Finding a Solution for The Dilemma Between Conservatives and LGBTQ Supporters


The pushback on celebrity and corporate support for the LGBTQ movement continues to intensify, even in Christian circles.

Dove Award-winning Christian musician Plumb is receiving flack from her fans for a social media most that reveals Plumb's celebration of Pride Month and for changing her bio and now indicating that she is an "ally" of the movement, Christian Headlines reported.

In an Instagram post, Plumb wrote: "Happy Pride month! To all my LGBTQ+ siblings, I see you and I love you!" She accentuated the post with a rainbow graphic.

One fan replied: "Loving people and supporting their sin are two different things. If you really loved them you would not only love them, but tell them the truth about what God says about homosexuality and how it's wrong; not wish them "happy pride month" and posting rainbows that were originally given to us as a promise from God. We're too afraid of offending people these days when we should be worried about offending God. True Christians don't hate gay people. We just want them to have a relationship with Jesus as well."

Another fan wrote: "Tiffany, I have listened to your music since your 1st songs. We are about the same age and so are our kids. I often felt if I knew you we would be friends. I have seen you in concert and also gone through the same things in my marriage as you did at the same time and now also rebuilding as a single mom. But as a Christian, this post made me lose a little respect. There is a very big difference between loving everyone and supporting pride month. Sick, actually. Love and support the people but do not celebrate something as sinful as pride month. Disappointed here."

And yet another post, read: "I just unfollowed you. This post made me sad. As a Christian Music Artist, you should not be supporting the LGBTQ."

Other Christian artists that have shown their support for the LGBTQ movement are DC Talk's Kevin Max, who now refers to himself as an "exvangelical," a term used to define someone who has left evangelical Christianity.

Then there is Amy Grant, who is winning over LGBTQ supporters for hosting the lesbian wedding of her niece earlier this year. Franklin Graham responded charitability but uncompromisingly:

"We are to love God and love each other. But if we love God, we will seek to obey His Word. Jesus told us, 'If you love Me keep My commandments,' (John 14:15). God defines what is sin, not us, and His Word is clear that homosexuality is sin. For me, loving others also means caring about their souls and where they will spend eternity. It means loving people enough to tell them the truth from the Word of God."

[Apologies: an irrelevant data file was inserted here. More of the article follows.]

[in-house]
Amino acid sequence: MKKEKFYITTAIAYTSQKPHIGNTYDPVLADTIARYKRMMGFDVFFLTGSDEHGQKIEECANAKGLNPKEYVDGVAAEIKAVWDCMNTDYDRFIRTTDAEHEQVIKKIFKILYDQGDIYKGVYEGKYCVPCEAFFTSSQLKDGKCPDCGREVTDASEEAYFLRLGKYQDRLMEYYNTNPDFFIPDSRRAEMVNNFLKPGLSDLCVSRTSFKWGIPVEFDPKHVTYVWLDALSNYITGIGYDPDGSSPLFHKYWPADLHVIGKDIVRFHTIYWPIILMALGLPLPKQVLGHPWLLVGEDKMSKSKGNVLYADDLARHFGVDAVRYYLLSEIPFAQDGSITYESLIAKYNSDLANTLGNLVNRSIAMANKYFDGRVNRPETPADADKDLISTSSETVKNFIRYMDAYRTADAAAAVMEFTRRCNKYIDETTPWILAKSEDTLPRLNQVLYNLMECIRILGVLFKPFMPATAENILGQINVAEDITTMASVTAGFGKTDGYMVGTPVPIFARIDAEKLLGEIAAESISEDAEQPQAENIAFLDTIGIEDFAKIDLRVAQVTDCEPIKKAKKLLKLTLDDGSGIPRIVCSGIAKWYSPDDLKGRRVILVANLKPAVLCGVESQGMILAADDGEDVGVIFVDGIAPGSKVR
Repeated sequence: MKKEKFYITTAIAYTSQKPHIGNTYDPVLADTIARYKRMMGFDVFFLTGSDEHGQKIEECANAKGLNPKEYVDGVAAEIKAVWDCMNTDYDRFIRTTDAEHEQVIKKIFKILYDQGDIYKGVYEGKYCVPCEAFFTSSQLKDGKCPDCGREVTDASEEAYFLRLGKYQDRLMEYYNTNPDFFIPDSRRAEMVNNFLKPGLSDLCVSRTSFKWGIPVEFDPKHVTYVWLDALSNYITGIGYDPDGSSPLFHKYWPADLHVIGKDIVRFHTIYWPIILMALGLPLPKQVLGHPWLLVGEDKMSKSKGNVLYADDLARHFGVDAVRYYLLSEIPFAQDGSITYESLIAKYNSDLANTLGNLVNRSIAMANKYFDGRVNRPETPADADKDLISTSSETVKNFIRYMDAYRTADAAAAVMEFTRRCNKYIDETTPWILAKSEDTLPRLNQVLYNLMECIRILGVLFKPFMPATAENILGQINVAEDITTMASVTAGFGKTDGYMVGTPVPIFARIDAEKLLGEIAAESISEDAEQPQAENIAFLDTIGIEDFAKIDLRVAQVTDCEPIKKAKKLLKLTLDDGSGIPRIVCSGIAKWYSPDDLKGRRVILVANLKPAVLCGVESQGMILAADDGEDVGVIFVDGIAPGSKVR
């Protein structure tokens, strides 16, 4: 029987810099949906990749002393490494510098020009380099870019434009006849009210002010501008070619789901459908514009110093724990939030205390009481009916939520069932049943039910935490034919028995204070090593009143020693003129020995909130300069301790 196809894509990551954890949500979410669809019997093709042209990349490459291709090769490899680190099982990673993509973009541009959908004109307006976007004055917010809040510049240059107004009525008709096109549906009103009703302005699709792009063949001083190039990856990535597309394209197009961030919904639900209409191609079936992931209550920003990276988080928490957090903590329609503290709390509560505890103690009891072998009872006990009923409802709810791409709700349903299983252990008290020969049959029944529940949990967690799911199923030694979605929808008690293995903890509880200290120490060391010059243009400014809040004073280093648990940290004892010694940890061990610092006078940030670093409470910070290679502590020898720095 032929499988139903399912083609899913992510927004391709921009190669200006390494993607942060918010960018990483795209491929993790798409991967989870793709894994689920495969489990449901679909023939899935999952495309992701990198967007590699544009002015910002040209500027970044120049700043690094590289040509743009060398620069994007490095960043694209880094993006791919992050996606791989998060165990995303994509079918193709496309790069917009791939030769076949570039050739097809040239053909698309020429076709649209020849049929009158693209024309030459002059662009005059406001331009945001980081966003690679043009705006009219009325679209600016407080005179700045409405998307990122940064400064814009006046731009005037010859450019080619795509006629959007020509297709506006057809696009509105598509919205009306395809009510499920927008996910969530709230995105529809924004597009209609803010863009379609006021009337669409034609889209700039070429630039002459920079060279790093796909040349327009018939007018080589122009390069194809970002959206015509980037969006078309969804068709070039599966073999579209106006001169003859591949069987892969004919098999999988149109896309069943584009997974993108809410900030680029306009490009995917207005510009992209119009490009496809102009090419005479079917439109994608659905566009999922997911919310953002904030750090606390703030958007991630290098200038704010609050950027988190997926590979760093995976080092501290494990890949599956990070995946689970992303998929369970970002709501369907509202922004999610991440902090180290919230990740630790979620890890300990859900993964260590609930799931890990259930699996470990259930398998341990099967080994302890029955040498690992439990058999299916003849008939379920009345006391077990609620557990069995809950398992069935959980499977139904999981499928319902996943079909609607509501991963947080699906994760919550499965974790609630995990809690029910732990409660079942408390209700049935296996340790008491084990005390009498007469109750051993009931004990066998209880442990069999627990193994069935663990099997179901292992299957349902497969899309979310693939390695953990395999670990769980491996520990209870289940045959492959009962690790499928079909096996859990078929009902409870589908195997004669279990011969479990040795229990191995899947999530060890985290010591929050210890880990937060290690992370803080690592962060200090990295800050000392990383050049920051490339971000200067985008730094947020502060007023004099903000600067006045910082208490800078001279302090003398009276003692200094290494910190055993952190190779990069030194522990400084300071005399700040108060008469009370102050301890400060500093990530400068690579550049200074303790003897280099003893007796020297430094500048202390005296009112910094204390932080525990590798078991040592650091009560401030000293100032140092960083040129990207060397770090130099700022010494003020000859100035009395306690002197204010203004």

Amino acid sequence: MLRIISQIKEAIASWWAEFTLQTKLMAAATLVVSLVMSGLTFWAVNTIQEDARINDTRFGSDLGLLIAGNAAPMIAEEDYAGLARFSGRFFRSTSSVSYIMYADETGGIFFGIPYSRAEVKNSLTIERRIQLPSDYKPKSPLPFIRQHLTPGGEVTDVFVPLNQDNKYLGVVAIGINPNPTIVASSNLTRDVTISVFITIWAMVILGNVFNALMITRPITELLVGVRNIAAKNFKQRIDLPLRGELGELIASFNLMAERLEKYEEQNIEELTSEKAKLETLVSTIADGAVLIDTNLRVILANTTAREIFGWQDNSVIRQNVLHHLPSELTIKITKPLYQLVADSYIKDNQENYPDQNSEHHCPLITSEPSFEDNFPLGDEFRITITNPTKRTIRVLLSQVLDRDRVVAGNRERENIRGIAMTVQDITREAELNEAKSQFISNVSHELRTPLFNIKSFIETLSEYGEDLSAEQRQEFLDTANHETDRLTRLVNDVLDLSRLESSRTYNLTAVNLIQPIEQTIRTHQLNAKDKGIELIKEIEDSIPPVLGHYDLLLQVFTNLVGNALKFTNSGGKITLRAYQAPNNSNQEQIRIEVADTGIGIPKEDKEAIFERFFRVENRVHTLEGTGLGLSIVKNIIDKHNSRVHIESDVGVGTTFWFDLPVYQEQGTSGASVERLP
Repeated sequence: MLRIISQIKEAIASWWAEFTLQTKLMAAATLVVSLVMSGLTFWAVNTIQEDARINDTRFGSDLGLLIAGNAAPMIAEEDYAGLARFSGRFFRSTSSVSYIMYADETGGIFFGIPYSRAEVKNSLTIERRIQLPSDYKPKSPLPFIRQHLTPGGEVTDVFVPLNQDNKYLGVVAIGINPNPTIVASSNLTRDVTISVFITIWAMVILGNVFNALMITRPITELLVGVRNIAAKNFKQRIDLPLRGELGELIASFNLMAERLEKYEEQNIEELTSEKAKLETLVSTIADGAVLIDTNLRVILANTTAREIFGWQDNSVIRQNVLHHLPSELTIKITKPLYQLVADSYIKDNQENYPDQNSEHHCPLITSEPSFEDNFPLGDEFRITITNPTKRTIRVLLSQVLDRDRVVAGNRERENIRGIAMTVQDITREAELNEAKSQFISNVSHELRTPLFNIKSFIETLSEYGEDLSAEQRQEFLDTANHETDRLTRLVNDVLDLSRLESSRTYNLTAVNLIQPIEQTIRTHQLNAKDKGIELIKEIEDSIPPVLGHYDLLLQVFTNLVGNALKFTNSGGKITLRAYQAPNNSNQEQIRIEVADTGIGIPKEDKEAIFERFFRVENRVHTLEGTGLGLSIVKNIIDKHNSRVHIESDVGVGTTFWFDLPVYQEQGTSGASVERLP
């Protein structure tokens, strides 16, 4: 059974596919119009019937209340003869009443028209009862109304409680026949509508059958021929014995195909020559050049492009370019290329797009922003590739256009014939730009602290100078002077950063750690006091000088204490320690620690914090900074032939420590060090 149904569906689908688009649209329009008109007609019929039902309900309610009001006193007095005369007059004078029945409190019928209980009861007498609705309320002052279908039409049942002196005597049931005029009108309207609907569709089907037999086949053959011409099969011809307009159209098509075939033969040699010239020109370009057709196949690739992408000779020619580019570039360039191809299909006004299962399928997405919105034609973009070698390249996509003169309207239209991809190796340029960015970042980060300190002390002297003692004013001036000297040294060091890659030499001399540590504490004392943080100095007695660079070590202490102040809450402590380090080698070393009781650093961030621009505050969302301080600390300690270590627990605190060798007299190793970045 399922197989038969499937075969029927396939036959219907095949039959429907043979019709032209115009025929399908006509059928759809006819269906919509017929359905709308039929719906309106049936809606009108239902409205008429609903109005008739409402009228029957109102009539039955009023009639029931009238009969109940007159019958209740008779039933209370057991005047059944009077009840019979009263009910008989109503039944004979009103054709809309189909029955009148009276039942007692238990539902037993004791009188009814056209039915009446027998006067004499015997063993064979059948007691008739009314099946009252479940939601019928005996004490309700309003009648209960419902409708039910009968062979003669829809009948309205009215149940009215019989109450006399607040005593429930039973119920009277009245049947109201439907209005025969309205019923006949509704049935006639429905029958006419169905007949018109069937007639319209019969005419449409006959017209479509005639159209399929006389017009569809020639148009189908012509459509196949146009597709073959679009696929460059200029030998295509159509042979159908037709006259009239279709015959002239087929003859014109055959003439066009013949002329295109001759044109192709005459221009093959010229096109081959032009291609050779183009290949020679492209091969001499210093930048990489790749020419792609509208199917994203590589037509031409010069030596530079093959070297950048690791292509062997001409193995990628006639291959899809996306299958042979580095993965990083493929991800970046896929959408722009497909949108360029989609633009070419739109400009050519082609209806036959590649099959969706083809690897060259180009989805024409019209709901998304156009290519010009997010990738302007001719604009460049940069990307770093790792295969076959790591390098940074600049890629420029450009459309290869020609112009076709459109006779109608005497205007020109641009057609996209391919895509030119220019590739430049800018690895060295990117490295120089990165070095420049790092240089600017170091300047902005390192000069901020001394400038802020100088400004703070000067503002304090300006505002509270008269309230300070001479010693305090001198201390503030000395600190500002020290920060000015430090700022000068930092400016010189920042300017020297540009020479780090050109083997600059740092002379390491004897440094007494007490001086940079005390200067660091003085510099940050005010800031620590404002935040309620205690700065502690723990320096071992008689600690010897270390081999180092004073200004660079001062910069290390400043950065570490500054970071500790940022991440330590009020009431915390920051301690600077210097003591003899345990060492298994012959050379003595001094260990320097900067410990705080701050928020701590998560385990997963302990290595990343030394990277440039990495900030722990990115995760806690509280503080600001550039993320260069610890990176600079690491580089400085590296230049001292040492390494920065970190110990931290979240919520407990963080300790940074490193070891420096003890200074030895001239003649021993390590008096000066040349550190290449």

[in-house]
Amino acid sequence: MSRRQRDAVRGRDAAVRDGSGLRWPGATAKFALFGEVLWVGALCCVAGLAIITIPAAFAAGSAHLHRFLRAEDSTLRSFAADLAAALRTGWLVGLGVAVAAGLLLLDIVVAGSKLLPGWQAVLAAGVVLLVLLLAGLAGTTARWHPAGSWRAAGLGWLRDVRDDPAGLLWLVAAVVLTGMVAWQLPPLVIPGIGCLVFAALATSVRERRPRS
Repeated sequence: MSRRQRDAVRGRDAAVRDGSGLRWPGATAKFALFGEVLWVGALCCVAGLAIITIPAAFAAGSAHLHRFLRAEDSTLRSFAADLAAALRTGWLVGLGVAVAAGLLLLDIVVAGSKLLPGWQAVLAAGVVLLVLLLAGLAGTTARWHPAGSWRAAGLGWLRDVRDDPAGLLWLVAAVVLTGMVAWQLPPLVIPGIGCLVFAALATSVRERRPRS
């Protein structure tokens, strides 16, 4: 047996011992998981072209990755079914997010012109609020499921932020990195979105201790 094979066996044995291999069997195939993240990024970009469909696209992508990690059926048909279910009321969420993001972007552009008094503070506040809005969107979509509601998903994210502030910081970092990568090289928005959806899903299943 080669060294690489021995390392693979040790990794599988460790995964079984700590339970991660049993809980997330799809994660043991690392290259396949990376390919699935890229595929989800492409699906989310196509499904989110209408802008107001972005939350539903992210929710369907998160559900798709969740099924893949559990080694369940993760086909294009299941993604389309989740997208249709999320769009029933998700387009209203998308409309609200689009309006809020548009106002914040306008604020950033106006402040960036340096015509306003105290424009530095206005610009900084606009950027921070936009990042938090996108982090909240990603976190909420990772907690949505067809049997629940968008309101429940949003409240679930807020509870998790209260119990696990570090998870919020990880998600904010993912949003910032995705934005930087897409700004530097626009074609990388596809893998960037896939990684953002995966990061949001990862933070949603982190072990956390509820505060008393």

In recent weeks and months, the conservative public has responded to corporate support of the LGBTQ movement, specifically to Target and Bud Light, among other companies. Charisma News reported that Target stores across the country transferred "pride" displays to the back of the store or removed them altogether.

As Charisma News also reported, other companies like Starbucks, Disney and Adidas have faced financial pitfalls for their involvement in the promotion of the LGBTQ agenda.

So, what is culture saying through all of this? Is it rejecting the ideal that failure to celebrate LGBTQ Pride has serious professional and societal consequences? Is it beginning to reject the ideal that you will be labeled a "homophobe" if you don't confirm your lesbian friend, or nurture your transgender colleague's new identity?

Many LGBTQ supporters think this way, including an advocate group called The Human Rights Campaign. This week, the Hill's Brooke Migdon reported on HRC's latest effort, "Human Rights Campaign Declares National State of Emergency for LGBTQ people." HRC cites the passage of over 75 laws in a dozen states that explicitly target the community. And this during an entire month when gay pride is being "celebrated" throughout the entire country? Never has the gay community been more celebrated or protected than it is right now.

Charisma News columnist and author Dr. Michael L. Brown continues to preach the principle that when it comes to LGBTQ people and issues, we must reach out with compassion and resist the agenda with courage.

Brown says there are Christians who avoid the culture wars because they are too toxic and fearing that any involvement will only turn LGBTQ-identified people away from the faith. But then there are other Christians, he says, that believe their children are being indoctrinated and our most fundamental freedoms and rights are being undermined.

It is a conundrum. Brown asks, "How can we love people in such a way that they recognize our love for them while we reject their personal perceptions and most fundamental values? And how can we love people in a genuine, Christlike way while openly opposing the things they fight for?

"As I have often said, we need hearts of compassion and backbones of steel," Brown wrote. "On one hand, if you cut us, we should bleed love. On the other hand, we will not be moved."

The Christian artist Plumb will do well to recognize that principle, as well as Kevin Max and Amy Grant. And corporate executives might devise more creative marketing strategies that won't offend both sides of the issue.

As Brown says, may God give us all the grace to reflect His heart and mind.

Shawn A. Akers is the online editor at Charisma Media.

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